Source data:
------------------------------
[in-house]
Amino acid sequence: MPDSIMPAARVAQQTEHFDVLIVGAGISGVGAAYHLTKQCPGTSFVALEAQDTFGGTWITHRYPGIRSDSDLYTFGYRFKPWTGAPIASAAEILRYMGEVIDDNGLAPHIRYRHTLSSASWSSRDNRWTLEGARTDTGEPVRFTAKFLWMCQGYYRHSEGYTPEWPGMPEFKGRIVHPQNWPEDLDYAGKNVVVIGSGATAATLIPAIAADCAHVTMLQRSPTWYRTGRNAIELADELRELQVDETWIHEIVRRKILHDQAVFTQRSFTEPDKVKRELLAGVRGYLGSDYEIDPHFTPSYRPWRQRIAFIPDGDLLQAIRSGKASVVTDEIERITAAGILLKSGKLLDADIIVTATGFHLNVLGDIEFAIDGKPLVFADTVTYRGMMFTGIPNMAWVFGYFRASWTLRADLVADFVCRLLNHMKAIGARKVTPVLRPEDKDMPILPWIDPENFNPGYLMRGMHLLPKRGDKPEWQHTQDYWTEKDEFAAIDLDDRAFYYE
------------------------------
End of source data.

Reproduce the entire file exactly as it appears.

[in-house]
Amino acid sequence: MPDSIMPAARVAQQTEHFDVLIVGAGISGVGAAYHLTKQCPGTSFVALEAQDTFGGTWITHRYPGIRSDSDLYTFGYRFKPWTGAPIASAAEILRYMGEVIDDNGLAPHIRYRHTLSSASWSSRDNRWTLEGARTDTGEPVRFTAKFLWMCQGYYRHSEGYTPEWPGMPEFKGRIVHPQNWPEDLDYAGKNVVVIGSGATAATLIPAIAADCAHVTMLQRSPTWYRTGRNAIELADELRELQVDETWIHEIVRRKILHDQAVFTQRSFTEPDKVKRELLAGVRGYLGSDYEIDPHFTPSYRPWRQRIAFIPDGDLLQAIRSGKASVVTDEIERITAAGILLKSGKLLDADIIVTATGFHLNVLGDIEFAIDGKPLVFADTVTYRGMMFTGIPNMAWVFGYFRASWTLRADLVADFVCRLLNHMKAIGARKVTPVLRPEDKDMPILPWIDPENFNPGYLMRGMHLLPKRGDKPEWQHTQDYWTEKDEFAAIDLDDRAFYYE